These verbal mistakes can cost you credibility and influence, so fix them, stat—if you want people to take you seriously.
If you want to have integrity and influence, consider dropping these phrases:
1. “I’m confused,” or “I don’t get it.”
Instead of putting all the responsibility on the other person, take co-ownership. Say, “Help me understand your position,” and remain open.
2. “You know what I mean?” and “Does that make sense?”
Asking for constant validation chips away at your command.
3. “I was like…” or “She was like…”
The word “like” is an unsophisticated setup that gets in the way of your clarity and credibility.
4. “Um, ah, uh, you know.”
Watch out for overuse of filler words and practice pausing to counteract the clutter.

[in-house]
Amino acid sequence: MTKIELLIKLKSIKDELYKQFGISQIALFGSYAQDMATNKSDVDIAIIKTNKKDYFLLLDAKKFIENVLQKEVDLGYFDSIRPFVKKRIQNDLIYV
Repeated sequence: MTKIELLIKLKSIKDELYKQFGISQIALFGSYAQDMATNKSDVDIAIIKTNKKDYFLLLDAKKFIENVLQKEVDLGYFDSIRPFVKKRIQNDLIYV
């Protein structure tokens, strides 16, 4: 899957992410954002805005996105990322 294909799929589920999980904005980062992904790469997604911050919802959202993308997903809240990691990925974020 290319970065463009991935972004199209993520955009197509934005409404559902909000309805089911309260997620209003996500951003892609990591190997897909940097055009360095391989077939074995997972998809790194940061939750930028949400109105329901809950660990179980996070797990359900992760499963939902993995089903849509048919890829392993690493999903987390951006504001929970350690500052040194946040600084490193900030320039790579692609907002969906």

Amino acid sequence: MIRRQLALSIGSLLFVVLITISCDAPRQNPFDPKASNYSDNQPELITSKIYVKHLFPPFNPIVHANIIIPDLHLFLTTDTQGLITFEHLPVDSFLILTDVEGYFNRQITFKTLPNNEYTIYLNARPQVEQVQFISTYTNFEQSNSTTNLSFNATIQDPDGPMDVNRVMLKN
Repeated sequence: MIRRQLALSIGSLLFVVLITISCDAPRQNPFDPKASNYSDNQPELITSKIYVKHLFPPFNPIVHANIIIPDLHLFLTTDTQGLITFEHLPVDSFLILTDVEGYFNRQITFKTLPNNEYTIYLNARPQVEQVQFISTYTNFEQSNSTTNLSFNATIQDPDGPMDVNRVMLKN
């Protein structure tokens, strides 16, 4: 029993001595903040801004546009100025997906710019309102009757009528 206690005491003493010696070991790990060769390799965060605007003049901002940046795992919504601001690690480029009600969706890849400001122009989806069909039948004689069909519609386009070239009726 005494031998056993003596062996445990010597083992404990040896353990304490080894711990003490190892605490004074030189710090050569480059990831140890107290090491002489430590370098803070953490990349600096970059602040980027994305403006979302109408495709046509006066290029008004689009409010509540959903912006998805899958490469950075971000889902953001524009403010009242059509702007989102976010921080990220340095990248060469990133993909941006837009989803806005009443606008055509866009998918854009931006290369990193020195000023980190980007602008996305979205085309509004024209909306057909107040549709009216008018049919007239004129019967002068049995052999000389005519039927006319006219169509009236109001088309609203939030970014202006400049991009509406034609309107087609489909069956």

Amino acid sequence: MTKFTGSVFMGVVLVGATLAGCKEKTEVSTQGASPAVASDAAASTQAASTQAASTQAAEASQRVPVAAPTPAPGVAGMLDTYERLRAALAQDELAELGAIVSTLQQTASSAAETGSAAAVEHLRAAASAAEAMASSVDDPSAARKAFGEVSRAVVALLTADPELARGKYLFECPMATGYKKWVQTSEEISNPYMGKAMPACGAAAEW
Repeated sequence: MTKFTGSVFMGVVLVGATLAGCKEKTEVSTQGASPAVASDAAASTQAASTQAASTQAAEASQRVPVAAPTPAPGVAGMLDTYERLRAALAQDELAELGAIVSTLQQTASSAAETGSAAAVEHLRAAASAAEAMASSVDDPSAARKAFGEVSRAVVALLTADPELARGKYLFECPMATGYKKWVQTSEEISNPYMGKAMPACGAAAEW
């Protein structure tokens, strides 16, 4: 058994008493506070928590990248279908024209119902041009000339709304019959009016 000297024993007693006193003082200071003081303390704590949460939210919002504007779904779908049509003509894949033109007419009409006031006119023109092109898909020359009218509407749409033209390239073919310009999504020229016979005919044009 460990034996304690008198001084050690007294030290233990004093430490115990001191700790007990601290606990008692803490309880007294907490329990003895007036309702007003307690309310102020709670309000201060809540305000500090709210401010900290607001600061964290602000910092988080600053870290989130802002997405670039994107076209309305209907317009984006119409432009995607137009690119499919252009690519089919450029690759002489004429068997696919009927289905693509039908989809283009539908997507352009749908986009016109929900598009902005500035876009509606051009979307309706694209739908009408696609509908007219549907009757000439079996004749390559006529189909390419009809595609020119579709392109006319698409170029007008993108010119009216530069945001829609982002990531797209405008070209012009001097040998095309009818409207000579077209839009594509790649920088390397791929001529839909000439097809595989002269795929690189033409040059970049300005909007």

5. “I’ve been too busy” or “I started writing an email and forgot to send it.”
Excuses are unattractive. Say, “I apologize for the inconvenience. You will have it by tomorrow.”
6. “Out-of-the-box thinking”
… should be retired. We can’t escape all the buzzword phrases, but ones like this have become boring.
7. “You always…”
Sweeping generalizations lack insight and get in the way of healthy dialogue. Be specific and avoid using vague blame tactics.
8. “I think we should kind of do it this way.”
Tentative language waters down your presence as a confident communicator. Make a solid recommendation and own it.
9. “I hate to say this, but…” and “John is a good person, but…”
Don’t try to disguise criticism with a layer of caring or say things that offer zero value.
It’s an all-purpose complaint that sounds like whining. Try making an interesting observation instead.
If you want to have more credibility and influence, be uh, like, you know, more intentional in your communication. Replace negative tone and lackluster words with positive tone and authentic appreciative words. Each new day is an opportunity to inspire greatness, so say something real.